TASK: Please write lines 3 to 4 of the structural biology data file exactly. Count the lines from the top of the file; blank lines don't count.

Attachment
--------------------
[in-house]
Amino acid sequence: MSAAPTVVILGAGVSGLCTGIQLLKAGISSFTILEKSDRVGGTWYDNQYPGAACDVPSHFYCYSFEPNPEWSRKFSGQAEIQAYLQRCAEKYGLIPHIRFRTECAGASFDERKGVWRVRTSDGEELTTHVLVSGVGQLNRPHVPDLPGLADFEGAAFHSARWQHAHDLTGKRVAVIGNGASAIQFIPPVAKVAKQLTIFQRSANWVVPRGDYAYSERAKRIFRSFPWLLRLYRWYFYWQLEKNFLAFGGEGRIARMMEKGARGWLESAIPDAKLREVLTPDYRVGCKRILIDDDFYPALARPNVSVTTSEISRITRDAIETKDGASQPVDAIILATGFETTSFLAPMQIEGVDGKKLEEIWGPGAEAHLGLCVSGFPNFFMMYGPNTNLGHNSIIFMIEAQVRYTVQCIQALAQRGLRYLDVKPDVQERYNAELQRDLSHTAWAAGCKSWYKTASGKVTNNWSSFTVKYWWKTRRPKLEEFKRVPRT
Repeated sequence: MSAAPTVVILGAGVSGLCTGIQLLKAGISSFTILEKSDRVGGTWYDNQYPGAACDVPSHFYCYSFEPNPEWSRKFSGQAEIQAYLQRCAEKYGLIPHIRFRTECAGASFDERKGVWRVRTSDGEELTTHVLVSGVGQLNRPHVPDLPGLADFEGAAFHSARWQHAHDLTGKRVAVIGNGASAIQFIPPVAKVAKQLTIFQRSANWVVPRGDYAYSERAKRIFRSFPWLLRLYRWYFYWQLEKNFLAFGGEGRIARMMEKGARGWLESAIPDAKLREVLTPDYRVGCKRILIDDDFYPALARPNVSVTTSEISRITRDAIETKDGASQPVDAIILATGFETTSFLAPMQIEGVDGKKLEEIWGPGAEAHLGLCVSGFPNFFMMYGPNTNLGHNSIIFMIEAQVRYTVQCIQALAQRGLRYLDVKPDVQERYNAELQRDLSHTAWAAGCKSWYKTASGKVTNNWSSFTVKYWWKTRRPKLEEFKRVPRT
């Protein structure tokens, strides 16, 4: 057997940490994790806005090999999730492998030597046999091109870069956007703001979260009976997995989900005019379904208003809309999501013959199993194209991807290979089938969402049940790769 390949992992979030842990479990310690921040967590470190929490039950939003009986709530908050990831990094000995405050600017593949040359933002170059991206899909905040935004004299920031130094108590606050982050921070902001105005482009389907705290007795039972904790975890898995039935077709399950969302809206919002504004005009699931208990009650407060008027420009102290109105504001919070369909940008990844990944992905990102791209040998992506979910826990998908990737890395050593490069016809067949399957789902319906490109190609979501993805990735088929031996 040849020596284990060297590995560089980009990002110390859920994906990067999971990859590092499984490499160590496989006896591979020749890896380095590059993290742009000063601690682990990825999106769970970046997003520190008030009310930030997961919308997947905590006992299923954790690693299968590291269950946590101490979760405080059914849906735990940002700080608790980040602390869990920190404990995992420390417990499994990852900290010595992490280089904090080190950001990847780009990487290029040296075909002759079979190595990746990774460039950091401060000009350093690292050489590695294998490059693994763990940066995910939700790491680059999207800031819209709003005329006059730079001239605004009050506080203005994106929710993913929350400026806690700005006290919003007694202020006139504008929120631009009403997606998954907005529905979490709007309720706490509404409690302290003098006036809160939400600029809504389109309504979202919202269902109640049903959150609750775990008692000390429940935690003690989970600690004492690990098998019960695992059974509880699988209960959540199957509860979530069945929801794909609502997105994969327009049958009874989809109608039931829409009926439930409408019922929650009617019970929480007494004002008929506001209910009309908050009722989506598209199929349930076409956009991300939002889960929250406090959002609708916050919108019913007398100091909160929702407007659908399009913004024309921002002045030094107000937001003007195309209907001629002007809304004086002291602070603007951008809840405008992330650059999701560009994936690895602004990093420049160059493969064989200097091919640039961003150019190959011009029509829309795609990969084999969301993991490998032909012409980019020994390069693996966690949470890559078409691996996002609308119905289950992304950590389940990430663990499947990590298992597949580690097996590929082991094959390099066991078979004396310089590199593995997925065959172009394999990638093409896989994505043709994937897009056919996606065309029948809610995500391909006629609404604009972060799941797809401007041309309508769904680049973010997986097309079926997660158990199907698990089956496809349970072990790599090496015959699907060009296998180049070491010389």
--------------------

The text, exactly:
Repeated sequence: MSAAPTVVILGAGVSGLCTGIQLLKAGISSFTILEKSDRVGGTWYDNQYPGAACDVPSHFYCYSFEPNPEWSRKFSGQAEIQAYLQRCAEKYGLIPHIRFRTECAGASFDERKGVWRVRTSDGEELTTHVLVSGVGQLNRPHVPDLPGLADFEGAAFHSARWQHAHDLTGKRVAVIGNGASAIQFIPPVAKVAKQLTIFQRSANWVVPRGDYAYSERAKRIFRSFPWLLRLYRWYFYWQLEKNFLAFGGEGRIARMMEKGARGWLESAIPDAKLREVLTPDYRVGCKRILIDDDFYPALARPNVSVTTSEISRITRDAIETKDGASQPVDAIILATGFETTSFLAPMQIEGVDGKKLEEIWGPGAEAHLGLCVSGFPNFFMMYGPNTNLGHNSIIFMIEAQVRYTVQCIQALAQRGLRYLDVKPDVQERYNAELQRDLSHTAWAAGCKSWYKTASGKVTNNWSSFTVKYWWKTRRPKLEEFKRVPRT
């Protein structure tokens, strides 16, 4: 057997940490994790806005090999999730492998030597046999091109870069956007703001979260009976997995989900005019379904208003809309999501013959199993194209991807290979089938969402049940790769 390949992992979030842990479990310690921040967590470190929490039950939003009986709530908050990831990094000995405050600017593949040359933002170059991206899909905040935004004299920031130094108590606050982050921070902001105005482009389907705290007795039972904790975890898995039935077709399950969302809206919002504004005009699931208990009650407060008027420009102290109105504001919070369909940008990844990944992905990102791209040998992506979910826990998908990737890395050593490069016809067949399957789902319906490109190609979501993805990735088929031996 040849020596284990060297590995560089980009990002110390859920994906990067999971990859590092499984490499160590496989006896591979020749890896380095590059993290742009000063601690682990990825999106769970970046997003520190008030009310930030997961919308997947905590006992299923954790690693299968590291269950946590101490979760405080059914849906735990940002700080608790980040602390869990920190404990995992420390417990499994990852900290010595992490280089904090080190950001990847780009990487290029040296075909002759079979190595990746990774460039950091401060000009350093690292050489590695294998490059693994763990940066995910939700790491680059999207800031819209709003005329006059730079001239605004009050506080203005994106929710993913929350400026806690700005006290919003007694202020006139504008929120631009009403997606998954907005529905979490709007309720706490509404409690302290003098006036809160939400600029809504389109309504979202919202269902109640049903959150609750775990008692000390429940935690003690989970600690004492690990098998019960695992059974509880699988209960959540199957509860979530069945929801794909609502997105994969327009049958009874989809109608039931829409009926439930409408019922929650009617019970929480007494004002008929506001209910009309908050009722989506598209199929349930076409956009991300939002889960929250406090959002609708916050919108019913007398100091909160929702407007659908399009913004024309921002002045030094107000937001003007195309209907001629002007809304004086002291602070603007951008809840405008992330650059999701560009994936690895602004990093420049160059493969064989200097091919640039961003150019190959011009029509829309795609990969084999969301993991490998032909012409980019020994390069693996966690949470890559078409691996996002609308119905289950992304950590389940990430663990499947990590298992597949580690097996590929082991094959390099066991078979004396310089590199593995997925065959172009394999990638093409896989994505043709994937897009056919996606065309029948809610995500391909006629609404604009972060799941797809401007041309309508769904680049973010997986097309079926997660158990199907698990089956496809349970072990790599090496015959699907060009296998180049070491010389």